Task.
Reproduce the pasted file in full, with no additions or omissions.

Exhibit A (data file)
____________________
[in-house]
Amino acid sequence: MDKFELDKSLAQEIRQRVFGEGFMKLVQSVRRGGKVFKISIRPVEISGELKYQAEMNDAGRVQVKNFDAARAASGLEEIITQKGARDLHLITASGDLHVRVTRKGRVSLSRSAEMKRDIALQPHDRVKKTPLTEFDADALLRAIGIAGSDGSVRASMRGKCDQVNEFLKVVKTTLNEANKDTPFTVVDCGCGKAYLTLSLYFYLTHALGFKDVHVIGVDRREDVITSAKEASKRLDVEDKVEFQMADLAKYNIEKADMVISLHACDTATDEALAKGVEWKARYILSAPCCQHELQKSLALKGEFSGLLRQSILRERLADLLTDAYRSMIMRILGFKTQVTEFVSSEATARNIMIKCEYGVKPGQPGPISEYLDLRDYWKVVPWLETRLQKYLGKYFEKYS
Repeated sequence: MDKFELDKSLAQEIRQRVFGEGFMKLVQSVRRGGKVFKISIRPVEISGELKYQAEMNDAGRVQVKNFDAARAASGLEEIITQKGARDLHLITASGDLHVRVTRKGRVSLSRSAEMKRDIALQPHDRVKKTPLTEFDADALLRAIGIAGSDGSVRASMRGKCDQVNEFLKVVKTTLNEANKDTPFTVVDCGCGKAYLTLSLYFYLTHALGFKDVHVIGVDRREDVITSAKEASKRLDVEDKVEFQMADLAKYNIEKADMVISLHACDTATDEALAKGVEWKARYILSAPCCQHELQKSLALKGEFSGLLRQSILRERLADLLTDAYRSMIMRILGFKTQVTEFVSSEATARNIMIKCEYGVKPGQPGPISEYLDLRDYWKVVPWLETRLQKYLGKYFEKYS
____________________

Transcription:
[in-house]
Amino acid sequence: MDKFELDKSLAQEIRQRVFGEGFMKLVQSVRRGGKVFKISIRPVEISGELKYQAEMNDAGRVQVKNFDAARAASGLEEIITQKGARDLHLITASGDLHVRVTRKGRVSLSRSAEMKRDIALQPHDRVKKTPLTEFDADALLRAIGIAGSDGSVRASMRGKCDQVNEFLKVVKTTLNEANKDTPFTVVDCGCGKAYLTLSLYFYLTHALGFKDVHVIGVDRREDVITSAKEASKRLDVEDKVEFQMADLAKYNIEKADMVISLHACDTATDEALAKGVEWKARYILSAPCCQHELQKSLALKGEFSGLLRQSILRERLADLLTDAYRSMIMRILGFKTQVTEFVSSEATARNIMIKCEYGVKPGQPGPISEYLDLRDYWKVVPWLETRLQKYLGKYFEKYS
Repeated sequence: MDKFELDKSLAQEIRQRVFGEGFMKLVQSVRRGGKVFKISIRPVEISGELKYQAEMNDAGRVQVKNFDAARAASGLEEIITQKGARDLHLITASGDLHVRVTRKGRVSLSRSAEMKRDIALQPHDRVKKTPLTEFDADALLRAIGIAGSDGSVRASMRGKCDQVNEFLKVVKTTLNEANKDTPFTVVDCGCGKAYLTLSLYFYLTHALGFKDVHVIGVDRREDVITSAKEASKRLDVEDKVEFQMADLAKYNIEKADMVISLHACDTATDEALAKGVEWKARYILSAPCCQHELQKSLALKGEFSGLLRQSILRERLADLLTDAYRSMIMRILGFKTQVTEFVSSEATARNIMIKCEYGVKPGQPGPISEYLDLRDYWKVVPWLETRLQKYLGKYFEKYS